Proboscis Lodge boat safari and wildlife viewing

Our boatman, a local tribesman employed at the Proboscis Lodge for his water and nature skills, is a skilled boatman and during our safari turns the motor off, or uses the quiet electric outboard motor, when we stop to watch wildlife.

Wildlife watching us watching them!
Wildlife (pig-tailed macaques) watching us watching them!

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‘Look before you leap’ does not seem to be a saying that proboscis monkeys observe. They’re a noisy troop communicating with honks and groans and crash through the foliage, leaping from tree to tree and landing almost as a belly flop. A threatened species, they are a columbine monkey, which means they have enlarged, multi-chambered stomachs that has a bacteria which aids digestion, particularly of the hard-to-digest leaves they eat, and making them the only ruminant primate.

The clumsy and delightful Proboscis monkey (often called the Dutch Monkey because of the big nose and tummy!)
The clumsy and delightful Proboscis monkey (often called the Dutch Monkey because of the big nose and tummy!)

I’m told the babies have blue faces; all have webbed feet and can swim well; they only live about 13 years and need to range widely to find sufficient nourishment I love these comically long-nosed proboscis monkeys more than the world-renown man-of-the-forest the orang-utan and loved that we could sit in the boat and watch them living in the wild.

Twice I saw wild orang-utan in this area: I also saw people in a small electric boat. (They’re either NGOs or a University research team) Seems they often record all they see here, monitoring the animals – especially I think, as some Sepilok orang-utan have been released in the area.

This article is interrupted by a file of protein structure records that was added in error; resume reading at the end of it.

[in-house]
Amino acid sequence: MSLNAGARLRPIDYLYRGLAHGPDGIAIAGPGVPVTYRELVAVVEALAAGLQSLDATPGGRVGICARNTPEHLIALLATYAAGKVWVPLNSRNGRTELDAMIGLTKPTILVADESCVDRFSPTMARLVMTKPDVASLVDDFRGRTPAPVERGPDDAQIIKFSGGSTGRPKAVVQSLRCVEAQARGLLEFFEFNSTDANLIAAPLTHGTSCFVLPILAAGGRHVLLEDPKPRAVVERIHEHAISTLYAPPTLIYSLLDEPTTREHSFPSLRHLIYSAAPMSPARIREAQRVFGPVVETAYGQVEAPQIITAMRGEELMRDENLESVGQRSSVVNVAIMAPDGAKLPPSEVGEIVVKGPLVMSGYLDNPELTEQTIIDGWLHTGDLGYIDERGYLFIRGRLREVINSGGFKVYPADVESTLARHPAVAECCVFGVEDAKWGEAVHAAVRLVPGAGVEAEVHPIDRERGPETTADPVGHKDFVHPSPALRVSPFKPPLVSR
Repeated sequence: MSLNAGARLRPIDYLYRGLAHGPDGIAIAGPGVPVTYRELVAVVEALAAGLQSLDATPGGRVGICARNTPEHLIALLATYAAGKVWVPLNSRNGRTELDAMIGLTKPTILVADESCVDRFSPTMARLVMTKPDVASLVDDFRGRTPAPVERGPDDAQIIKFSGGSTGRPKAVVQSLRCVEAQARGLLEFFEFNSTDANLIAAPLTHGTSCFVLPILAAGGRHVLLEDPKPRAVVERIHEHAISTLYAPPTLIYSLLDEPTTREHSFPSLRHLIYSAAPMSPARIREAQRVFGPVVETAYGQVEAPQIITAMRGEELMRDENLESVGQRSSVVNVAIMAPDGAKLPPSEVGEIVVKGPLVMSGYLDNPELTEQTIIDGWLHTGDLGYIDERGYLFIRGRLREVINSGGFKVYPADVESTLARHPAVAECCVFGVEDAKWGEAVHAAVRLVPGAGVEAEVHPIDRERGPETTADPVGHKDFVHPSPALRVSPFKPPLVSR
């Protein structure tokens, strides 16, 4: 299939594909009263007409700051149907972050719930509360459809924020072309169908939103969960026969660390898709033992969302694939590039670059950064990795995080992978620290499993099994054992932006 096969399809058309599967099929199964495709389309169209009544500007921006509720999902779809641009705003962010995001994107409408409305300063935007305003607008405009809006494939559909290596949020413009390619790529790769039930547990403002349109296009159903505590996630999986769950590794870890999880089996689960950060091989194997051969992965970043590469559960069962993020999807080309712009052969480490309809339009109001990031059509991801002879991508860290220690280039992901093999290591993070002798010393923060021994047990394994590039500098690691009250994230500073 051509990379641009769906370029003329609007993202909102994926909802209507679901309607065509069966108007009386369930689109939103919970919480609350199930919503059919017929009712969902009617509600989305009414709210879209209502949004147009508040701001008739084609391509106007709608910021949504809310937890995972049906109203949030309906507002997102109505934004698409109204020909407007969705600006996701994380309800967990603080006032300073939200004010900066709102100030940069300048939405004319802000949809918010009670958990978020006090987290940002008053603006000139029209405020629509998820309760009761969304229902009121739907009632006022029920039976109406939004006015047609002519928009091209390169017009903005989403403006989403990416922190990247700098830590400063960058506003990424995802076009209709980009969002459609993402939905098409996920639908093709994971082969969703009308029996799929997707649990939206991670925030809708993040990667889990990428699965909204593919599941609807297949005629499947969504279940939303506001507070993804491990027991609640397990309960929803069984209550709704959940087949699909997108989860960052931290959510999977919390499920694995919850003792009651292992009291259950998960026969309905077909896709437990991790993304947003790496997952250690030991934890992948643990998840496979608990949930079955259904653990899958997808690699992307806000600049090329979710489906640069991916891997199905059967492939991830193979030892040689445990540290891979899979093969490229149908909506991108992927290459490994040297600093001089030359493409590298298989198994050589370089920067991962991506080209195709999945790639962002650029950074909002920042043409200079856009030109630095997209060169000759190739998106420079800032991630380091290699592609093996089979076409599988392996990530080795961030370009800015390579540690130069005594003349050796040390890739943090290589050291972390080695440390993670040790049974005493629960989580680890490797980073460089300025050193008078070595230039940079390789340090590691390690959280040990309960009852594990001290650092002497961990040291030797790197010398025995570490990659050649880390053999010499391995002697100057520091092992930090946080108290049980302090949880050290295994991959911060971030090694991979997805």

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My journal is full of sightings; palm squirrels, long-tailed and pig-tailed macaques, and langur. A Storm’s stork, Serpent eagle, and Brahminy kite to name just a few birds. Up a side river, the Menanggol, an estuarine crocodiles, on the bank and in the water, eyes on us: these huge creatures, up to 8 metres in length, once prized for their hides, are now extremely rare. An optional extra, my night boat safari adds two civet cats and a couple of Buffy fish owls and the beautiful stork-billed kingfisher, the largest of kingfishers; this whole area, like Bako, is just another place on my revisit bucket list along with the caves here and in Sarawak.

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Borneo is young geologically and was once the huge land of Sundaland, a bio-geographical region of Southeast Asia, the part of the Asian continental shelf that was exposed during the last ice age. It included the Malay Peninsula on the Asian mainland, as well as the large islands of Borneo, Java, and Sumatra and their surrounding islands and when the ice-age finished, the sea rose and Borneo became isolated, the large island it is today.

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2 comments

  1. I’m in awe after seeing all of your beautiful shots! I know we have a beautiful planet and every country is filled with spectacular views and native fauna; when you’re wildlife viewing and actually see these species right in front of you, you can’t help it but be amazed. Thanks for sharing!

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